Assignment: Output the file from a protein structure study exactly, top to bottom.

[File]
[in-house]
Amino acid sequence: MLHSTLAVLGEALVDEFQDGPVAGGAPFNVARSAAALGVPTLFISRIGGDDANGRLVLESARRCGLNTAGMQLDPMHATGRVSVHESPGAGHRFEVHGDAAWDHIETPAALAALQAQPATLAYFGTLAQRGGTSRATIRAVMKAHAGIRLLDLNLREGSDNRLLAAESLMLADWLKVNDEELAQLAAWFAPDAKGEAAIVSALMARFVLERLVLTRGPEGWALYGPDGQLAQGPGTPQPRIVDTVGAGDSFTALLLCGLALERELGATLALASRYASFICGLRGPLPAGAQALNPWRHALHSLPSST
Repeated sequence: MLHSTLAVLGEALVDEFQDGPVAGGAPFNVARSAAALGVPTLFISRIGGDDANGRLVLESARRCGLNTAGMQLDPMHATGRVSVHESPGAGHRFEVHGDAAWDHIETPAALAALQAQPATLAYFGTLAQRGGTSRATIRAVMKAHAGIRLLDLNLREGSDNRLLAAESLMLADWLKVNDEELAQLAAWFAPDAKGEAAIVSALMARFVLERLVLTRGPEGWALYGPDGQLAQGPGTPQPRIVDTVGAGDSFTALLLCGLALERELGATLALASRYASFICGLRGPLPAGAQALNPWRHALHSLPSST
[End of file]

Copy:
[in-house]
Amino acid sequence: MLHSTLAVLGEALVDEFQDGPVAGGAPFNVARSAAALGVPTLFISRIGGDDANGRLVLESARRCGLNTAGMQLDPMHATGRVSVHESPGAGHRFEVHGDAAWDHIETPAALAALQAQPATLAYFGTLAQRGGTSRATIRAVMKAHAGIRLLDLNLREGSDNRLLAAESLMLADWLKVNDEELAQLAAWFAPDAKGEAAIVSALMARFVLERLVLTRGPEGWALYGPDGQLAQGPGTPQPRIVDTVGAGDSFTALLLCGLALERELGATLALASRYASFICGLRGPLPAGAQALNPWRHALHSLPSST
Repeated sequence: MLHSTLAVLGEALVDEFQDGPVAGGAPFNVARSAAALGVPTLFISRIGGDDANGRLVLESARRCGLNTAGMQLDPMHATGRVSVHESPGAGHRFEVHGDAAWDHIETPAALAALQAQPATLAYFGTLAQRGGTSRATIRAVMKAHAGIRLLDLNLREGSDNRLLAAESLMLADWLKVNDEELAQLAAWFAPDAKGEAAIVSALMARFVLERLVLTRGPEGWALYGPDGQLAQGPGTPQPRIVDTVGAGDSFTALLLCGLALERELGATLALASRYASFICGLRGPLPAGAQALNPWRHALHSLPSST